Why Can’t Gay Teenagers Get Into Foster Homes?


The recent flood of gay teen suicides—kids like Billy Lucas, Tyler Clementi, Raymond Chase, and Seth Walsh—is sadly not surprising. LGBT youth are significantly more likely to attempt suicide than their heterosexual peers, according to the American Public Health Association. The recent explosion of  suicides has inspired a nationwide “It Gets Better” campaign. Launched by Dan Savage, editor of Seattle alt-weekly The Stranger, and joined by a variety of celebrities, it encourages men and women who were bullied as kids to create videos reassuring gay teenagers they are not alone; that you can and will get through this hell—and when you do, your life is going to be way better.

But things are especially tough for kids whose families turn on them. Another recent study, with the wonky title Family Rejection as a Predictor of Negative Health Outcomes, concluded that adolescents rejected by their families over sexual identity were more than eight times as likely to report having attempted suicide. With these cases, the rejected teen may have nowhere to turn. In “Queer and Loathing,” MoJo contributor Jason Cherkis documents what happens to gay teens caught up in the child-welfare system, telling the story through a young man named Kenneth Jones who struggles to navigate foster care in the District of Columbia. The majority of foster families, Cherkis reports, simply refuse to welcome gay kids into their homes, and when they do, these teens are often subjected to verbal harassment and violence.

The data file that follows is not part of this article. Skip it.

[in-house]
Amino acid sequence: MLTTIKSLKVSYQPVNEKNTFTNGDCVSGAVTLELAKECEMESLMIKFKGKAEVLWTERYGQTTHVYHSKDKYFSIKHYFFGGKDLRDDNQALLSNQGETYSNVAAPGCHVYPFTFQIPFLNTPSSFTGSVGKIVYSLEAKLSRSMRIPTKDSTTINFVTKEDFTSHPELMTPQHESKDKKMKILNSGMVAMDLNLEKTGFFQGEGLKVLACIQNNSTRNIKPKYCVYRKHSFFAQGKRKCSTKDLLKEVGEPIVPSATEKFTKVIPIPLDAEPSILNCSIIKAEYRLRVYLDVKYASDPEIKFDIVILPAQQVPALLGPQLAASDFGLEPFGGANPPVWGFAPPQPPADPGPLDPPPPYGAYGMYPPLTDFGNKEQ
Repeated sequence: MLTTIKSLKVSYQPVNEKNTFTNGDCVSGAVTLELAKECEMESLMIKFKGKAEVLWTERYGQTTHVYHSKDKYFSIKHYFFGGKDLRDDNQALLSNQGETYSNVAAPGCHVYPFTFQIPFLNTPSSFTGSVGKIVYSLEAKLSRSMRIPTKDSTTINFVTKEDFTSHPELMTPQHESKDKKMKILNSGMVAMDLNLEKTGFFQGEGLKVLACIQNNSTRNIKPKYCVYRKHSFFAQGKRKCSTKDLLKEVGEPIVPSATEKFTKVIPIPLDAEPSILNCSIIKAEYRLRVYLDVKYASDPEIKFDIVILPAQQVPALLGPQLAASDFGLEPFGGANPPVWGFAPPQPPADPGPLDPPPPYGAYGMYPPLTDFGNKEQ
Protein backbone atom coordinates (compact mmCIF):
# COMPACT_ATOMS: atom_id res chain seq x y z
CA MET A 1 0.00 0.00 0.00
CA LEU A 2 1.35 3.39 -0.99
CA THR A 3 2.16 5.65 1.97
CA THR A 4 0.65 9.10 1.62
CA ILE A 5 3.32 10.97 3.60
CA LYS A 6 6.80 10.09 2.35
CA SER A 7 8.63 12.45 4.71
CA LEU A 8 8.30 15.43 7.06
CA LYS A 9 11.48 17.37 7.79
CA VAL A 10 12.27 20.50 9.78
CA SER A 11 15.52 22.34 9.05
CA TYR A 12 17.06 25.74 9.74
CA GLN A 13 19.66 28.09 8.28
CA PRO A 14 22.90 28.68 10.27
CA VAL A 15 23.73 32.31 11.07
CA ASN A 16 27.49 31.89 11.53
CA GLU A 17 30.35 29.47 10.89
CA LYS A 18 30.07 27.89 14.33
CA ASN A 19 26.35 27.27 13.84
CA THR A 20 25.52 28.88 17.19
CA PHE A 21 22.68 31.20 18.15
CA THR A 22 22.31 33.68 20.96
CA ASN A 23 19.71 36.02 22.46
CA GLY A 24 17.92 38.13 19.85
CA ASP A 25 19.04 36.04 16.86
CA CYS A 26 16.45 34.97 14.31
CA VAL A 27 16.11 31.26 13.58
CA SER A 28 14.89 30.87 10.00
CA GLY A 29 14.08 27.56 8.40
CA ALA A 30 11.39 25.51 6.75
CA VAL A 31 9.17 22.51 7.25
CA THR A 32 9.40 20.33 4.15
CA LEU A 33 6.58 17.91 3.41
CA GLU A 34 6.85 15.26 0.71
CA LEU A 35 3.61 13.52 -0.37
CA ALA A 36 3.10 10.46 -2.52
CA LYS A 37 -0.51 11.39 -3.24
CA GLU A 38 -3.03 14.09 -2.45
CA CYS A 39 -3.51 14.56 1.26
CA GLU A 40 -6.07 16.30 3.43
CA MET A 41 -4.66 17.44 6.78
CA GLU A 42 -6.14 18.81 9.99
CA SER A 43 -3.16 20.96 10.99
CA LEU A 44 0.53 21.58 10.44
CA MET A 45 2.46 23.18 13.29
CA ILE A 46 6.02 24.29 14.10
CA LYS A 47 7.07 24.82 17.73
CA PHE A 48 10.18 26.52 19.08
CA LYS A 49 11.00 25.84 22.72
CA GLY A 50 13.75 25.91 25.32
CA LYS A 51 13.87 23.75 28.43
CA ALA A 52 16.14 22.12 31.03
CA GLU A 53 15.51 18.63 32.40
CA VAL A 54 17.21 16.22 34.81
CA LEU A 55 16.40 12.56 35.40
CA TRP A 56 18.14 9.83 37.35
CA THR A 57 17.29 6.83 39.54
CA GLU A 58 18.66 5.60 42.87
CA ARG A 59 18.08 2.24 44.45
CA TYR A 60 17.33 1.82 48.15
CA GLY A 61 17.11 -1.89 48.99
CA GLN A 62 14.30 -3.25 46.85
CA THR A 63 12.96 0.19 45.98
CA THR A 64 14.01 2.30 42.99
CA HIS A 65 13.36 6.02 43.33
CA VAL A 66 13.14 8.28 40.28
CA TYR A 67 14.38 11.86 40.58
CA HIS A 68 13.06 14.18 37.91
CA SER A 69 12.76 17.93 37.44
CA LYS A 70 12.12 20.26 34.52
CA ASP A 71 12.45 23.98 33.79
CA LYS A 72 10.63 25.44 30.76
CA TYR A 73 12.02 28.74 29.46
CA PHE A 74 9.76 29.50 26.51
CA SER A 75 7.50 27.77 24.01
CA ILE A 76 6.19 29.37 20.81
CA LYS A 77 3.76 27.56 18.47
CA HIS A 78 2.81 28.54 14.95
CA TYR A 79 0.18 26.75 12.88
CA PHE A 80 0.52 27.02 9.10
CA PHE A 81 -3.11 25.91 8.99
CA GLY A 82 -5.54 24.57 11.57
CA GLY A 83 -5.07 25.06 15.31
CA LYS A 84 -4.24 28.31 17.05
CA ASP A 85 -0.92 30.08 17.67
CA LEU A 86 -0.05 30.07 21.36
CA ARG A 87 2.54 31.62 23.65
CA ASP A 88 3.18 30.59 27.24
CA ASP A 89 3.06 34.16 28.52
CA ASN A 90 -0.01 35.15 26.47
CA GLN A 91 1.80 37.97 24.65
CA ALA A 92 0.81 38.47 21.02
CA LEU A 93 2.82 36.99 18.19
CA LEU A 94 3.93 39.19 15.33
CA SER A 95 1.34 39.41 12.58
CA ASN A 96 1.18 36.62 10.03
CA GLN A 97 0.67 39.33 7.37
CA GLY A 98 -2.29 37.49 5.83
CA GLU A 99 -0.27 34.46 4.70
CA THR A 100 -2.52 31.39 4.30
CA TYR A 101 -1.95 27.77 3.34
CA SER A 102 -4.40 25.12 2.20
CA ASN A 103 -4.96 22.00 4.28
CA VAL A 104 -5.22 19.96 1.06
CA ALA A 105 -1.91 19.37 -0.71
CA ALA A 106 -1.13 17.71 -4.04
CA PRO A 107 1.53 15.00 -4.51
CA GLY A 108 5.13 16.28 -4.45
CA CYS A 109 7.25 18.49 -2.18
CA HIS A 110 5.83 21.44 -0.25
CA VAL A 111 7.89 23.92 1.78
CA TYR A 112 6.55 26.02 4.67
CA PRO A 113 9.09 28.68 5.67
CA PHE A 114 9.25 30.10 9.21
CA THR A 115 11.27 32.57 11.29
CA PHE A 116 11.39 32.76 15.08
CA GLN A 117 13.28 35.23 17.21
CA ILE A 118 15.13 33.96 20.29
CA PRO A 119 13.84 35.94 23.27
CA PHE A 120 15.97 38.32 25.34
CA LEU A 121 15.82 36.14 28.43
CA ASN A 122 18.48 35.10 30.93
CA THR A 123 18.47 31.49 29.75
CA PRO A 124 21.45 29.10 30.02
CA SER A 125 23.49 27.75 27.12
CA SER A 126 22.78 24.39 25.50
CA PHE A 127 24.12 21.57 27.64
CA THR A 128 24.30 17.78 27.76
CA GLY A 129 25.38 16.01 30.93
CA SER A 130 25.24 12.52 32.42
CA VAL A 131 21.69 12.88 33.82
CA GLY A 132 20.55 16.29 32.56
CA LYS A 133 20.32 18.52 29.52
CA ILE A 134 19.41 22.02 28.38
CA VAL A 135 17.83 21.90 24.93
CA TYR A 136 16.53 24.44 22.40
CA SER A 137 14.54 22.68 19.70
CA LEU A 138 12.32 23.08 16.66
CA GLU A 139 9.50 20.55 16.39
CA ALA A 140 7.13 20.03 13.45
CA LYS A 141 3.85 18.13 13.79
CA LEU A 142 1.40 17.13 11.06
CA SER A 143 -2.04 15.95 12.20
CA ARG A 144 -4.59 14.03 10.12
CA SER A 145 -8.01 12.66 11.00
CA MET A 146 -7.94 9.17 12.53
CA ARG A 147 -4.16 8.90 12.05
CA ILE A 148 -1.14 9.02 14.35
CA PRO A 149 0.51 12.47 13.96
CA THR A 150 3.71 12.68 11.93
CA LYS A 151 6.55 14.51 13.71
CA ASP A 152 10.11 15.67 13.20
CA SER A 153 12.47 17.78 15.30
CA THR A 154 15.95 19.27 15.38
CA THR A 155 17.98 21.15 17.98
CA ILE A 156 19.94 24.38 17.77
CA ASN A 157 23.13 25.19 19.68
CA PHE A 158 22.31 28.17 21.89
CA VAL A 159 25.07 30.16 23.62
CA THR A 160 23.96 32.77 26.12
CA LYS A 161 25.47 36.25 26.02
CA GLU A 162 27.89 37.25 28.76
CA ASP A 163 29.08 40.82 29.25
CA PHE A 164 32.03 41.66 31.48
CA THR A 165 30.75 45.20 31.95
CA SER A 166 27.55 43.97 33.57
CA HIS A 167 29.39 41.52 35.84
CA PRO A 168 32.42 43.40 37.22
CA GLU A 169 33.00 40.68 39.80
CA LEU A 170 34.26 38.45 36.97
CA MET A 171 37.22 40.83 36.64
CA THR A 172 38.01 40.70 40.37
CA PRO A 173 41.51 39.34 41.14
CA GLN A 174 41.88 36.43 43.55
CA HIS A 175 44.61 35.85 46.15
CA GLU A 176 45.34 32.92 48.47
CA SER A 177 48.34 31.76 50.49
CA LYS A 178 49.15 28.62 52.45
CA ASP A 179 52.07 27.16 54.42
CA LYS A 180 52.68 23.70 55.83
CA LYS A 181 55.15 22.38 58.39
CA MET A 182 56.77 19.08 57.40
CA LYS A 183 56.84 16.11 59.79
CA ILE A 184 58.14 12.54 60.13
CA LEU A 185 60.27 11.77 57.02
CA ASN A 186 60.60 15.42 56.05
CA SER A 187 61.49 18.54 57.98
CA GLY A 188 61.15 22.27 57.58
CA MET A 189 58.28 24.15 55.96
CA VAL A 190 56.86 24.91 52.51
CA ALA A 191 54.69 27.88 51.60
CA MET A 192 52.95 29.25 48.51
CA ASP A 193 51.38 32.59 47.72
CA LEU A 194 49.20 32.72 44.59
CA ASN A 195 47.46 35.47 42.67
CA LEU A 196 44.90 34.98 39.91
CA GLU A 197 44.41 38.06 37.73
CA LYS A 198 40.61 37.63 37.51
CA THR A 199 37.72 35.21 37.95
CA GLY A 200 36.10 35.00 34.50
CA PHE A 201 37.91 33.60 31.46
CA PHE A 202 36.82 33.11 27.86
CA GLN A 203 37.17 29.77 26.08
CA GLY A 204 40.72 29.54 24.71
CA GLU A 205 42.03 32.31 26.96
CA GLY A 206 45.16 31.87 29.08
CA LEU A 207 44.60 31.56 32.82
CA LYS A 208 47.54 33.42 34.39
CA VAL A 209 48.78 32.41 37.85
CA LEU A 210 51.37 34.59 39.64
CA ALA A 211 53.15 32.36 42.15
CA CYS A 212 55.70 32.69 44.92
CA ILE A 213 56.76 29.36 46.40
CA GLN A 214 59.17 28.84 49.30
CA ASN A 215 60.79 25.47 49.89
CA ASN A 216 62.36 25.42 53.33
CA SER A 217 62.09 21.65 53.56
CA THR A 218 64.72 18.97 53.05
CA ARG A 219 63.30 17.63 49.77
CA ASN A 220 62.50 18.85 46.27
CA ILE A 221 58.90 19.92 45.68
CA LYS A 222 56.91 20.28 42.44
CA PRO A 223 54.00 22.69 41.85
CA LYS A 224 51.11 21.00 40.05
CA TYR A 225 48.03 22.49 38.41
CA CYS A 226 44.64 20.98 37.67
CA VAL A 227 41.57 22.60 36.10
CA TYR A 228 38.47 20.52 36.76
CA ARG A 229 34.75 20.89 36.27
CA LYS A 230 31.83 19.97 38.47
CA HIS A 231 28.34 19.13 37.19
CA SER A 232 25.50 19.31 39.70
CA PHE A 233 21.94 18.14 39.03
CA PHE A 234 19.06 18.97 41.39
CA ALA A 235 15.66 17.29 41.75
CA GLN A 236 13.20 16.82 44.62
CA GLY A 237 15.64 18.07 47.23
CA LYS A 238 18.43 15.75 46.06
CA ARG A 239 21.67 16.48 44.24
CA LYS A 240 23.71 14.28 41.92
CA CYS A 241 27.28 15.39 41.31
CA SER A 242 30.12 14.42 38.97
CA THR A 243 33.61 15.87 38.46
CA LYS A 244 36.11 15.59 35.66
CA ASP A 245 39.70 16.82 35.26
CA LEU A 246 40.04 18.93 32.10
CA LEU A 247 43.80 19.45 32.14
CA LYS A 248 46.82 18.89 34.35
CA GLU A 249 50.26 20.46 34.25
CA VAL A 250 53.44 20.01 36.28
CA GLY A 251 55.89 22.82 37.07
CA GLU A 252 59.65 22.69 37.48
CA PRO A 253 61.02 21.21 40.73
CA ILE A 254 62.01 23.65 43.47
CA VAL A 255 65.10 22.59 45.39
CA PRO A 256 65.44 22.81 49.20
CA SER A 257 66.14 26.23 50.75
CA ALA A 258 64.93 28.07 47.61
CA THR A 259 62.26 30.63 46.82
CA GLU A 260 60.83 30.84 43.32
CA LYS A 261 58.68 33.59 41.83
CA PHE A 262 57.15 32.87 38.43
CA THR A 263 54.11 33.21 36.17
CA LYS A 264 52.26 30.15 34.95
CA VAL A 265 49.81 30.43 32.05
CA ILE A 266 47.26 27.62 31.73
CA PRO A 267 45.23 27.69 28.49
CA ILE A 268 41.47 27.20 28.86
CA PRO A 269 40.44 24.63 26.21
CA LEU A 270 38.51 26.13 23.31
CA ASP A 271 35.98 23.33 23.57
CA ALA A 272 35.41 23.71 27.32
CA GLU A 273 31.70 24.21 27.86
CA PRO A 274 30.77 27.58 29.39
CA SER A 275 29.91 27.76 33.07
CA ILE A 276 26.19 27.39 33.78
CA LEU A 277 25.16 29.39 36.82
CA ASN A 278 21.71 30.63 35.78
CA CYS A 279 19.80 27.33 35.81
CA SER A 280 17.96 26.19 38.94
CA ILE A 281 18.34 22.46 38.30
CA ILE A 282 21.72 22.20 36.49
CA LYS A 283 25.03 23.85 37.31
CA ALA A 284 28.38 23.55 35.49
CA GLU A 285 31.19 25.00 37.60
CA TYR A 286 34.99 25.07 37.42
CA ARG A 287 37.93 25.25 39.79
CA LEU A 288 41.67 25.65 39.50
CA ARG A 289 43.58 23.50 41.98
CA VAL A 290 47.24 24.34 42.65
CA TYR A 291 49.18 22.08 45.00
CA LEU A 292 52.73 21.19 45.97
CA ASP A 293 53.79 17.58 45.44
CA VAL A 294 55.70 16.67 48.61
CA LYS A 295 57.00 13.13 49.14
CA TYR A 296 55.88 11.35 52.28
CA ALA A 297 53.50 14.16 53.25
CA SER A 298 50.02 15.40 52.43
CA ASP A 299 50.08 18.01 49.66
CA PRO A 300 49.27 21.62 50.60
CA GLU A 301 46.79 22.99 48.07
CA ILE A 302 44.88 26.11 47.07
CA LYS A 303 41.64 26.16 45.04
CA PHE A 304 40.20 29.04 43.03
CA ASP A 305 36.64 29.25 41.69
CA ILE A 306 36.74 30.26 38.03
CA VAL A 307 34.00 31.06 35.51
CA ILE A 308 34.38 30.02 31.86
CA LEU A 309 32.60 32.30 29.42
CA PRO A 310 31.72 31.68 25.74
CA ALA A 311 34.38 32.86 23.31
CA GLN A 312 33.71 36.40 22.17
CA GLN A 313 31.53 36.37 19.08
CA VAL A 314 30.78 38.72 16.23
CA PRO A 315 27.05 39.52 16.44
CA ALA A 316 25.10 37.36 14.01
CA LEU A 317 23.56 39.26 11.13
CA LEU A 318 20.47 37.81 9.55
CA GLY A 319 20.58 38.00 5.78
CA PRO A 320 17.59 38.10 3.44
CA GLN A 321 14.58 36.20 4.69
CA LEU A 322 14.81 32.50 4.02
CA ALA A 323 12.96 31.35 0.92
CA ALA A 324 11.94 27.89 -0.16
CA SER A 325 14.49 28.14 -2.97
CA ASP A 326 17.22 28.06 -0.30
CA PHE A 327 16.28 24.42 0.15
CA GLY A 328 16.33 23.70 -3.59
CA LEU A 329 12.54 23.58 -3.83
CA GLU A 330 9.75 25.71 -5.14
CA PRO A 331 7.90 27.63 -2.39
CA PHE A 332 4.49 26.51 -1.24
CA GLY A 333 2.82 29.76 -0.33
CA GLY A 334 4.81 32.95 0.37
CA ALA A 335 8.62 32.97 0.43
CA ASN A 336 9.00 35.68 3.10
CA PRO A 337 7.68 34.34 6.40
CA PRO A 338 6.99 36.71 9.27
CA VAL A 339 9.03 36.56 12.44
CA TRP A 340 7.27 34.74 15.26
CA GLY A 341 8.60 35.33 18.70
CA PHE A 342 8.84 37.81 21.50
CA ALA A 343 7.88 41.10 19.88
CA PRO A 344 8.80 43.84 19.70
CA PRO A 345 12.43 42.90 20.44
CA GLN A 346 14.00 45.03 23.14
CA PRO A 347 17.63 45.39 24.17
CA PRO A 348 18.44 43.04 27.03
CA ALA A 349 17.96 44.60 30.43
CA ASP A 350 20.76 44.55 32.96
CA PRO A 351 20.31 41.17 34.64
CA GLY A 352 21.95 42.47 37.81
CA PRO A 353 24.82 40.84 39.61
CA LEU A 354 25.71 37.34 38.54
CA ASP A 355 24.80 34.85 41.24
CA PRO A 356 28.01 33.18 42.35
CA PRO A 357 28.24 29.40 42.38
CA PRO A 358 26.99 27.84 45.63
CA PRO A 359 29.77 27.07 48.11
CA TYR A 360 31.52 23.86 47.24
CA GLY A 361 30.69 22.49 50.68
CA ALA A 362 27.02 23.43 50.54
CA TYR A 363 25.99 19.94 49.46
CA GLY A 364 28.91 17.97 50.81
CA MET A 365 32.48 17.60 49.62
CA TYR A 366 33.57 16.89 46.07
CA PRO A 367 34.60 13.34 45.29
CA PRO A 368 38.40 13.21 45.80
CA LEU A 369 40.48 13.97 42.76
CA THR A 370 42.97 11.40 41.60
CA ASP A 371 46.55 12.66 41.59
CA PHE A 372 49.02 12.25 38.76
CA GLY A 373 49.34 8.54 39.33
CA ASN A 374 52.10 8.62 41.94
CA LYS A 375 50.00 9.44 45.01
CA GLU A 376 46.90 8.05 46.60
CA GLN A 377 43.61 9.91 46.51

While the crisis facing gay youth has not gone unnoticed, we’re still a long way away from ensuring that LGBT kids are treated with the same dignity, love, and respect as their straight counterparts. Here’s hoping that this, too, will get better.

Read: Queer and Loathing: Does the Foster Care System Bully Gay Kids?

DOES IT FEEL LIKE POLITICS IS AT A BREAKING POINT?

Headshot of Editor in Chief of Mother Jones, Clara Jeffery

It sure feels that way to me, and here at Mother Jones, we’ve been thinking a lot about what journalism needs to do differently, and how we can have the biggest impact.

We kept coming back to one word: corruption. Democracy and the rule of law being undermined by those with wealth and power for their own gain. So we're launching an ambitious Mother Jones Corruption Project to do deep, time-intensive reporting on systemic corruption, and asking the MoJo community to help crowdfund it.

We aim to hire, build a team, and give them the time and space needed to understand how we got here and how we might get out. We want to dig into the forces and decisions that have allowed massive conflicts of interest, influence peddling, and win-at-all-costs politics to flourish.

It's unlike anything we've done, and we have seed funding to get started, but we're looking to raise $500,000 from readers by July when we'll be making key budgeting decisions—and the more resources we have by then, the deeper we can dig. If our plan sounds good to you, please help kickstart it with a tax-deductible donation today.

Thanks for reading—whether or not you can pitch in today, or ever, I'm glad you're with us.

Signed by Clara Jeffery

Clara Jeffery, Editor-in-Chief

We Recommend

Latest

Sign up for our newsletters

Subscribe and we'll send Mother Jones straight to your inbox.

Get our award-winning magazine

Save big on a full year of investigations, ideas, and insights.

Subscribe

Support our journalism

Help Mother Jones' reporters dig deep with a tax-deductible donation.

Donate

Share your feedback: We’re planning to launch a new version of the comments section. Help us test it.